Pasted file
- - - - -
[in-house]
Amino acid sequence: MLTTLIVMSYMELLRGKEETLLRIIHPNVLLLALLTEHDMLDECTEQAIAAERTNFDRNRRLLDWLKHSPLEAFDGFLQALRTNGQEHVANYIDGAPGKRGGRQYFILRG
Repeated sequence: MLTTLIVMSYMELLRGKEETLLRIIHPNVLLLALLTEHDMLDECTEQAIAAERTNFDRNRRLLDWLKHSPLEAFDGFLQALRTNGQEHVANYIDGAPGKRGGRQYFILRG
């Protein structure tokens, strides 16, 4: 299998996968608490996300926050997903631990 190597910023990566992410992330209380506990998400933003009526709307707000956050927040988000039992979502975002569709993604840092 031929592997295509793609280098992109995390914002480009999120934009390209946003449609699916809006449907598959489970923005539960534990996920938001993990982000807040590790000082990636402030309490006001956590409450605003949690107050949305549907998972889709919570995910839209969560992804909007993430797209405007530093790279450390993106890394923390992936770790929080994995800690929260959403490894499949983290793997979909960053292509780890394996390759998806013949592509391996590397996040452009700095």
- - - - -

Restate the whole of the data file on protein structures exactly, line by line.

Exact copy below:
[in-house]
Amino acid sequence: MLTTLIVMSYMELLRGKEETLLRIIHPNVLLLALLTEHDMLDECTEQAIAAERTNFDRNRRLLDWLKHSPLEAFDGFLQALRTNGQEHVANYIDGAPGKRGGRQYFILRG
Repeated sequence: MLTTLIVMSYMELLRGKEETLLRIIHPNVLLLALLTEHDMLDECTEQAIAAERTNFDRNRRLLDWLKHSPLEAFDGFLQALRTNGQEHVANYIDGAPGKRGGRQYFILRG
């Protein structure tokens, strides 16, 4: 299998996968608490996300926050997903631990 190597910023990566992410992330209380506990998400933003009526709307707000956050927040988000039992979502975002569709993604840092 031929592997295509793609280098992109995390914002480009999120934009390209946003449609699916809006449907598959489970923005539960534990996920938001993990982000807040590790000082990636402030309490006001956590409450605003949690107050949305549907998972889709919570995910839209969560992804909007993430797209405007530093790279450390993106890394923390992936770790929080994995800690929260959403490894499949983290793997979909960053292509780890394996390759998806013949592509391996590397996040452009700095």